‘British Museum Reading Room Memories’

When I read the recent obituary of Cecil Woolf in ‘The Guardian’ on July 5th 2019, I was reminded of the many conversations that I had had  with him in  the grubby and smoke-filled little cafe that used to exist in the basement of the  British Museum in the 1970s.

Here, one could buy execrable coffee served in glass cups, have a crafty cigarette or two, and converse with all manner of interesting people.

To quote Louis MacNeice from his poem ‘The British Museum Reading Room’, the library was filled with:

‘Cranks, hacks and poverty-stricken scholars’, but also ‘haunted readers’.

This dark cafe was a meeting place for  the habituees of the Reading Room, who  loved to gather, smoke, converse and exchange ideas and thoughts, when they needed a break from their research and writing. A much-loved venue of mine. Sadly, now long gone, along with its  colourful, verbose,  and eccentric patrons.

 

Cecil, the nephew of Leonard Woolf, died on the 10th of  June, 2019, aged ninety-two, and like his uncle, had been a publisher. I was never sure what he was using the reading room library for, but his conversation was almost always about his uncle and the legal battle he was fighting in contesting Leonard’s will.  It all sounded fruitless and unsatisfactory, but, at each of our meetings, he would describe the twists and turns of the case.

He always looked worried and harassed, was in a permanent hurry, and was burdened with bundles of documents.  I bumped in to him some years later ( in Lambs Conduit Street), and he hadn’t changed one bit.

Among the ‘cranks, hacks and poverty-stricken scholars’ was the young Germaine Greer, who worked tirelessly, almost daily, at her seat, and who was never once seen to take a break, and certainly not in our sleazy cafe.  She was working flat out. I remember being very impressed by her industriousness.  She put us all to shame.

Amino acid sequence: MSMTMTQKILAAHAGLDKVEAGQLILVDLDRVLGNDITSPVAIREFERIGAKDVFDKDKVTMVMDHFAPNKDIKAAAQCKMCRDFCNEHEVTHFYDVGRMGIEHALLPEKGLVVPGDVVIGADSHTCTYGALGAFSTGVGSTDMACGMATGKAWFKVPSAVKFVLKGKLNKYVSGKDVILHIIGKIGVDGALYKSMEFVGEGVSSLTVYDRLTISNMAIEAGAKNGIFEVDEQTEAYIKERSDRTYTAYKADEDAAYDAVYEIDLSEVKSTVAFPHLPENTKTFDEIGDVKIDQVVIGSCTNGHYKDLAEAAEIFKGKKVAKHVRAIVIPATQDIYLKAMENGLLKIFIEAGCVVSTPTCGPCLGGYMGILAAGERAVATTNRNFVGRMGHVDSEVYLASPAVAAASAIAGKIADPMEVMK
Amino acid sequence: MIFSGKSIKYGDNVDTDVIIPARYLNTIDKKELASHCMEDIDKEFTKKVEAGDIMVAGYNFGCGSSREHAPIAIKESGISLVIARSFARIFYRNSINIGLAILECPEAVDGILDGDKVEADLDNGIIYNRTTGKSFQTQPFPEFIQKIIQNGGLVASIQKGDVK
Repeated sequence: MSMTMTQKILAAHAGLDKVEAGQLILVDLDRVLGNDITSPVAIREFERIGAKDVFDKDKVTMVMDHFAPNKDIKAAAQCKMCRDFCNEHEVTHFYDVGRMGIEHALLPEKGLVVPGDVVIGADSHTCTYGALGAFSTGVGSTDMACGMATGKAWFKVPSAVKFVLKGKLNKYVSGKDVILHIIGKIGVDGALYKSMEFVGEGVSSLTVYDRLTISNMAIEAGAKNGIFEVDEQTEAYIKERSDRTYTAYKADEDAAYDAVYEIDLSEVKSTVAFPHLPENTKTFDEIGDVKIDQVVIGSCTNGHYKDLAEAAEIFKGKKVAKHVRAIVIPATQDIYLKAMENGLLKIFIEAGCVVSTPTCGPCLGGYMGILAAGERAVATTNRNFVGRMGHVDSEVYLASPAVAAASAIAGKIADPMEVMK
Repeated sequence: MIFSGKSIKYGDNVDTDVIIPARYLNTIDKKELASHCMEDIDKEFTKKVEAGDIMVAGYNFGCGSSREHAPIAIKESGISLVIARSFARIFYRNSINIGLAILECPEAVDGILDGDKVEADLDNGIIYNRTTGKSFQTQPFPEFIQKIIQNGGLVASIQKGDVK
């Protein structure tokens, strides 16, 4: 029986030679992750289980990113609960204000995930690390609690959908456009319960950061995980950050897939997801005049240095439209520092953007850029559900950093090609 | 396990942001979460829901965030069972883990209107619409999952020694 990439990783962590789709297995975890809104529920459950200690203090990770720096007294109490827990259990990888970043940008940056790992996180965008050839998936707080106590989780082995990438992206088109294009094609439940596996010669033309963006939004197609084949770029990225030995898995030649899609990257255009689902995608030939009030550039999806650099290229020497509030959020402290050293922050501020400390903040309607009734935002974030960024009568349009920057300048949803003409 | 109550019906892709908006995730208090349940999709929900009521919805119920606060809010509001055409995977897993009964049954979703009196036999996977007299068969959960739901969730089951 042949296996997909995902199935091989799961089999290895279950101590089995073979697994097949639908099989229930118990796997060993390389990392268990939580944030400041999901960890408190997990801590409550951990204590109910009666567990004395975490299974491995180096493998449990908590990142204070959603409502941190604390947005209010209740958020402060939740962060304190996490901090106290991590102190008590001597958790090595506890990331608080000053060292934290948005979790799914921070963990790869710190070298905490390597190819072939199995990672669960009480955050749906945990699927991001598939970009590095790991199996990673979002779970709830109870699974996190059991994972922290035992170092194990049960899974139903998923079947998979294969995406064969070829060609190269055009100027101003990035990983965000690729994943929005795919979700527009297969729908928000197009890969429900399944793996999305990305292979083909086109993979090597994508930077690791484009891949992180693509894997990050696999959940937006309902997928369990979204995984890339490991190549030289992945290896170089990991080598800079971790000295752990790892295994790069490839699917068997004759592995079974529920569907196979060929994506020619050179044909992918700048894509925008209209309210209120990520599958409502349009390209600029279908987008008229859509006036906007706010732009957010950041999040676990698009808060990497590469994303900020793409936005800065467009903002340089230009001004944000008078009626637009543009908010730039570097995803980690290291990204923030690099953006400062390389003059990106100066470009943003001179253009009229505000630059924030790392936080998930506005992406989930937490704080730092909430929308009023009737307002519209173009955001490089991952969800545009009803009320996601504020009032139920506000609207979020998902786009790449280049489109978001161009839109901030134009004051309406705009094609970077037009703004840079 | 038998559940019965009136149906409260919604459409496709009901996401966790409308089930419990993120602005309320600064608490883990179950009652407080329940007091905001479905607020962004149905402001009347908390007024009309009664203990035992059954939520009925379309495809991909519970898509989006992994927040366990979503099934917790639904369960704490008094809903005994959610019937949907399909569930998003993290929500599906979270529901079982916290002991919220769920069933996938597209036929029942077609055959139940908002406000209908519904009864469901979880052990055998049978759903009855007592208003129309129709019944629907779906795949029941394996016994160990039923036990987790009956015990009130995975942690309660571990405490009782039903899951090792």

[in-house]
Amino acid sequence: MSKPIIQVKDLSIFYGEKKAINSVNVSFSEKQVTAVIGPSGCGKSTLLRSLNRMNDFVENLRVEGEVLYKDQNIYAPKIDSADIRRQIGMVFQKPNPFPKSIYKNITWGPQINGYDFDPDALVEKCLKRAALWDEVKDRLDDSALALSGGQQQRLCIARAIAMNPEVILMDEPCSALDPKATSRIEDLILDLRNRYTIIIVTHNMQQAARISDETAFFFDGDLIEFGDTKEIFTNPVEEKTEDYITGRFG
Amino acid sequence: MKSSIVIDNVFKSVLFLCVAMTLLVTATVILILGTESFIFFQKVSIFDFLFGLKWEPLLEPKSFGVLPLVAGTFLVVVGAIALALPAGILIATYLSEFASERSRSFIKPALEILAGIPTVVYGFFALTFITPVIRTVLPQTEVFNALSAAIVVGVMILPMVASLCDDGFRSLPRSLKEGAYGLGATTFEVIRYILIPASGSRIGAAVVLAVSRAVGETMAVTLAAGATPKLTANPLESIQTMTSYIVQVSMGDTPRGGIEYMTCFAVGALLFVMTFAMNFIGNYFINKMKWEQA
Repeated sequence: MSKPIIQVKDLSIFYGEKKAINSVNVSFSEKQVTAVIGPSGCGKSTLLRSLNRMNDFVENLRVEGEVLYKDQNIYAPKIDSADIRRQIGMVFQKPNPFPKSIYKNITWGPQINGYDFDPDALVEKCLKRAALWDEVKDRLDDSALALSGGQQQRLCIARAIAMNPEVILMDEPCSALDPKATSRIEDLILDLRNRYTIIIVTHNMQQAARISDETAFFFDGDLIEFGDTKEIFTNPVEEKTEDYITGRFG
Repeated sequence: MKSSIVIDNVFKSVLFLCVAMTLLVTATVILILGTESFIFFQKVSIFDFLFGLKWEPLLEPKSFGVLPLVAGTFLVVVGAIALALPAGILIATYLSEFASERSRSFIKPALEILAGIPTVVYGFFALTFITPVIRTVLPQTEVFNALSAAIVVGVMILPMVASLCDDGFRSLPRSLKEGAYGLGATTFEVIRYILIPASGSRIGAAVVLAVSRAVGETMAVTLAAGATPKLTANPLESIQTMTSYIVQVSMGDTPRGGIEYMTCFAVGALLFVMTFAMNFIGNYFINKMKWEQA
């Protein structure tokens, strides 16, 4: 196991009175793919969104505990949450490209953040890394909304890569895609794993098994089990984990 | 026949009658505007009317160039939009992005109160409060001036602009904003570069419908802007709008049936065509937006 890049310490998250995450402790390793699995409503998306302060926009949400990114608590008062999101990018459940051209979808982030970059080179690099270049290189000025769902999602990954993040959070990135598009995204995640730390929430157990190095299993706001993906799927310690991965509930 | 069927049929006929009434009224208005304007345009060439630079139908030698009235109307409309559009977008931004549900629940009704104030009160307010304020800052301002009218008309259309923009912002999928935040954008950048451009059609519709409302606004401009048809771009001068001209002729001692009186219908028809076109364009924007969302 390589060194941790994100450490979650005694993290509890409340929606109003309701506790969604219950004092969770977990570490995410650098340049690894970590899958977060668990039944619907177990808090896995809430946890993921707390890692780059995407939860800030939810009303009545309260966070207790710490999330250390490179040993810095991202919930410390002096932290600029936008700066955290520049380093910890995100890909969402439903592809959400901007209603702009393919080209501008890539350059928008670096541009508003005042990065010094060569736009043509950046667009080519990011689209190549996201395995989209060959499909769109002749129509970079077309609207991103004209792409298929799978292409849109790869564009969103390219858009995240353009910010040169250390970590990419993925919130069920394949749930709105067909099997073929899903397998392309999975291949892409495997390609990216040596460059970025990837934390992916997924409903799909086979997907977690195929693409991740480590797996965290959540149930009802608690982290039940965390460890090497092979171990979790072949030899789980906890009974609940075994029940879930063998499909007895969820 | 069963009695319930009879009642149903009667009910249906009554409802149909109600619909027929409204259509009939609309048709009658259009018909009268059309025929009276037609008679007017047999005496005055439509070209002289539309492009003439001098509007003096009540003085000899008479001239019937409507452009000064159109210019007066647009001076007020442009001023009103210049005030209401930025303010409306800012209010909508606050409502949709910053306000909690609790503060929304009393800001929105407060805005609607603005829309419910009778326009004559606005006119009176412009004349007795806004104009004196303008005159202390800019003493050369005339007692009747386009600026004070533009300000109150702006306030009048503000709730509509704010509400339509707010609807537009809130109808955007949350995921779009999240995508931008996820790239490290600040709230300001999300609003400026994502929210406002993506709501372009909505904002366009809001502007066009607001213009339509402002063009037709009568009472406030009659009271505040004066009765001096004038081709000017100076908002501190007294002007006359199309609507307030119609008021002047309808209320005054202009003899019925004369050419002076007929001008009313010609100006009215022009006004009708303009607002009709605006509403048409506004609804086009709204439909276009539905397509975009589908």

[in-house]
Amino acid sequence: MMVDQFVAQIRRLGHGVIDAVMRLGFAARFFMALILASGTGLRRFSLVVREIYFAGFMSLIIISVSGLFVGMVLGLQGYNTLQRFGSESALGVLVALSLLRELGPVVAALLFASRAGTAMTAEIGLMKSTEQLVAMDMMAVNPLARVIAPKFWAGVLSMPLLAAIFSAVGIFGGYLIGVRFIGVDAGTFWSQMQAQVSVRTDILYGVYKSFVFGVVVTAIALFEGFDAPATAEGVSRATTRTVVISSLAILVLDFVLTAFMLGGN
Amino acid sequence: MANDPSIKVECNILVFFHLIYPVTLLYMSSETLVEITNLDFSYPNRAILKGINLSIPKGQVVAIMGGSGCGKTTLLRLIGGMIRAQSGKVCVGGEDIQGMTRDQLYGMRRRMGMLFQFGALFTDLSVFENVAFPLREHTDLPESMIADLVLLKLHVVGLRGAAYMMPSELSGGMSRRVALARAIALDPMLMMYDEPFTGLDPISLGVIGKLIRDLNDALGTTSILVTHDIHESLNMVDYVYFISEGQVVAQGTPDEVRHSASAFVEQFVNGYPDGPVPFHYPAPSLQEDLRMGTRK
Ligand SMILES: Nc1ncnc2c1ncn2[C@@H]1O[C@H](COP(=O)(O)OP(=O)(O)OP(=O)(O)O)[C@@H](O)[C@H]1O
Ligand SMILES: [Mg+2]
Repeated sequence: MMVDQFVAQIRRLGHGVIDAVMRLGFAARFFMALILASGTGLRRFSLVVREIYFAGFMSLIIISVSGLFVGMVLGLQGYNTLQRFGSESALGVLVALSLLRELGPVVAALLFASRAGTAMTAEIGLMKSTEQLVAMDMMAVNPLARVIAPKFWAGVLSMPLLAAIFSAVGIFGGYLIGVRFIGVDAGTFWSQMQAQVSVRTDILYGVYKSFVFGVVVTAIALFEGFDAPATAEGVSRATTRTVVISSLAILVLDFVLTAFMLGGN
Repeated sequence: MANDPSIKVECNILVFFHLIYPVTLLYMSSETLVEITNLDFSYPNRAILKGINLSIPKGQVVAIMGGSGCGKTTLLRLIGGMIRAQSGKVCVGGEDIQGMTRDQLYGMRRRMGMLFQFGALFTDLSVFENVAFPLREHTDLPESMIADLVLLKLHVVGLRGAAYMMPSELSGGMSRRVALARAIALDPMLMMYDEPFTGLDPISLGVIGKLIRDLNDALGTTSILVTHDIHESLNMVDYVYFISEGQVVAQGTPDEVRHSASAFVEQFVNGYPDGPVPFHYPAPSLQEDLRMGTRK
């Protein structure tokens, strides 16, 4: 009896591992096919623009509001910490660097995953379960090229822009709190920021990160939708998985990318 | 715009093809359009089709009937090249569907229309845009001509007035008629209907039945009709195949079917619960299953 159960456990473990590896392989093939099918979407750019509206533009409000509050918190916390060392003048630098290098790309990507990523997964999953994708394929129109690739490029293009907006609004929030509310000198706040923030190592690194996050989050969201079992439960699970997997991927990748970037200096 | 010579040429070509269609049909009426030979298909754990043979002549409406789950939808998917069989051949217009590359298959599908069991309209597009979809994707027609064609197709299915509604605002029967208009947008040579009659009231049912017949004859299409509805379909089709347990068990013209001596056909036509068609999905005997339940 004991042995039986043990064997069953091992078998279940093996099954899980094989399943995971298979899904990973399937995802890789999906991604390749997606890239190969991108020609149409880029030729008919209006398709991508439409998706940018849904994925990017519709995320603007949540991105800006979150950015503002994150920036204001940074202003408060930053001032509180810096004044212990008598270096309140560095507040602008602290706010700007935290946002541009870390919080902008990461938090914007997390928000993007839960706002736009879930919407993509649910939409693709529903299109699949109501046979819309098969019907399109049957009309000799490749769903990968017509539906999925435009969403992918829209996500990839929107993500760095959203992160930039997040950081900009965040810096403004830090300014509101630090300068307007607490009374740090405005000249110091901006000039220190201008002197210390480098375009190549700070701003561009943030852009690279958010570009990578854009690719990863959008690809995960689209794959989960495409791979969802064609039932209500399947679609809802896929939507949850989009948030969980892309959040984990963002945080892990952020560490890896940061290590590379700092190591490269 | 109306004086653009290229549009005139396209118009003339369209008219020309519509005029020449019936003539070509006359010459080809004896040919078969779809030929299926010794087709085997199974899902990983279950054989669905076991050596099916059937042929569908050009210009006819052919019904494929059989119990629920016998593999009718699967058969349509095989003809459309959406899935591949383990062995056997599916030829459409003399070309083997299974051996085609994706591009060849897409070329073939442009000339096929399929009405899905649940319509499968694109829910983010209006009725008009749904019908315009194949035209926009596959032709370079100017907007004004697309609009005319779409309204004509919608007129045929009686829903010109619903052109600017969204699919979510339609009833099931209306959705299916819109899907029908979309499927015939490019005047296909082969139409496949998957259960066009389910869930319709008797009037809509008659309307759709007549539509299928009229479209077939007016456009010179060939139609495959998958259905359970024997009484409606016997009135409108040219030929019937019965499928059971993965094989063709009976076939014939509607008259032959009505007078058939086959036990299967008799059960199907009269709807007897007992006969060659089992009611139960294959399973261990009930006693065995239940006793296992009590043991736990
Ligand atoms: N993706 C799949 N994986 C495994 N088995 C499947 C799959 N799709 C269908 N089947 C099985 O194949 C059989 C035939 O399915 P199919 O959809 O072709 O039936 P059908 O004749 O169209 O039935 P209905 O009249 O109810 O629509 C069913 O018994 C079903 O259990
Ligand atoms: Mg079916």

From 1970-72 , I had a job with Cambridge University Press, as a picture researcher for a series of rather imaginative school text-books.  This required me to acquire lots of arcane and very precise illustrations  from a variety of sources: the BM, the V&A, the Royal Academy, and  various other museums and picture libraries from all  over the world. I was busy, but still had time to enjoy my  lunch and tea breaks.

 

 

 

 

 

 

 

 

Advertisements

Leave a Reply

Fill in your details below or click an icon to log in:

WordPress.com Logo

You are commenting using your WordPress.com account. Log Out /  Change )

Google photo

You are commenting using your Google account. Log Out /  Change )

Twitter picture

You are commenting using your Twitter account. Log Out /  Change )

Facebook photo

You are commenting using your Facebook account. Log Out /  Change )

Connecting to %s